In getting the best results at your practice…coaches, gym owners, and program directors have to start evaluating the time takers and energy suckers that create the obstacles and speed bumps and have a plan to keep things rolling in a positive direction during practice. Let’s see what keeps you from accomplishing your time management goals. You will see that several of them have nothing to do with skills.
1. Arriving Late or Leaving Early – It’s very hard to have consistency in your practice when you don’t have everyone there for stunts and pyramids. You can’t work on time and synchronization in tumbling and jumps by yourself. Your dance formations look completely off when there is a space missing where someone should be.
2. Unable to Practice 100% – The parent brings the cheerleader to practice, but they are useless in many ways and cause safety issues because they are not able to fully commit to stunting. They are wasting time for everyone involved in the equation. Most common reasons are sprained ankles or wrists which didn’t even occur at cheerleading practice…it happened at school during recess.
3. Not Able to Attend for the Wrong Reasons – When parents withhold cheerleading practice due to misbehaving, poor grades, or disrespect, they are hurting the other 20 or so members of the team, not just their own child. If you knew the practice schedule at the beginning of the season and made that the commitment to the team, you have to learn to sacrifice and manage your time. Punishment should be given another way that doesn’t reflect on an entire team.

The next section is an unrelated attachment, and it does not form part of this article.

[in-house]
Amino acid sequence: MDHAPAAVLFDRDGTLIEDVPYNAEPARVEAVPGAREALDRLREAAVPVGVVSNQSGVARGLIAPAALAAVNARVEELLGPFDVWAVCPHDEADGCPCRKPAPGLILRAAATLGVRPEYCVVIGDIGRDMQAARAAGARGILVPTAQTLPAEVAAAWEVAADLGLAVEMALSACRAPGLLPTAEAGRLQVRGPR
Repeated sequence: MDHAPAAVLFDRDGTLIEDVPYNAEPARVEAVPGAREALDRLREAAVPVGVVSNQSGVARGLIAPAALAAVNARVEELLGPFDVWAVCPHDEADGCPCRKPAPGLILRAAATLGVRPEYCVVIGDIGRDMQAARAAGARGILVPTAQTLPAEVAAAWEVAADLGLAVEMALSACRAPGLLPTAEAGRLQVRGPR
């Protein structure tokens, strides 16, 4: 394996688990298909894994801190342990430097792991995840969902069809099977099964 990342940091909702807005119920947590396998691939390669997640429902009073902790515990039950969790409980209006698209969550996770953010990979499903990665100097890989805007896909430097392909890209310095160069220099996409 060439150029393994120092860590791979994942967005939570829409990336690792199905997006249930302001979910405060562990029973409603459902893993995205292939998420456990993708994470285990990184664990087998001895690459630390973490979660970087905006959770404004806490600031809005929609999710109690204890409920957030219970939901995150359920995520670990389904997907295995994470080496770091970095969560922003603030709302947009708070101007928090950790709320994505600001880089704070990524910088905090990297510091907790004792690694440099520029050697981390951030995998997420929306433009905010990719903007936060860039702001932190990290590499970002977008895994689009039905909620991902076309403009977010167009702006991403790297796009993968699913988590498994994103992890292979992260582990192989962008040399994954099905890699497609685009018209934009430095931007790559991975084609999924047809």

4. Not Prepared to Practice – Several times kids will show up late because they came from someone else’s house (a friend’s sleepover or in a divorce situation and they were at their dad’s) and did not have their practice clothes or cheer shoes. No one planned ahead and packed a bag ahead of time.
5. Stand Around and Wait – This is where the entire squad stands around because the coach has to give individual attention to one person because they are not learning as fast or hasn’t done their “at home” practice so they are behind the rest of the team.
6. Captive Audience – An imposing parent who” just needs a second ” to talk to the coach that ends up being a 30 minutes discussion during practice time. Most of these cases are not planned and are unexpected and can really be detrimental to the flow of practice.
7. Failure to Commit – An athlete lacks self confidence and doesn’t give the sport their all during stunts, tumbling, and choreography. This stops the progress of their entire team. This causes set backs and frustration everyone involved with the team. Now the coach has to become a therapist and analyze what is going wrong with this child and find a solution.
8. Stop Talking – Kids just like to talk, so trying to wait for spontaneous conversations about anything unrelated to practice to stop is always a challenge.
If you are saying “yes” to more than 2 of these…you are probably struggling with productive practices. If you can eliminate any of these lists…your practices will become productive rather than unproductive!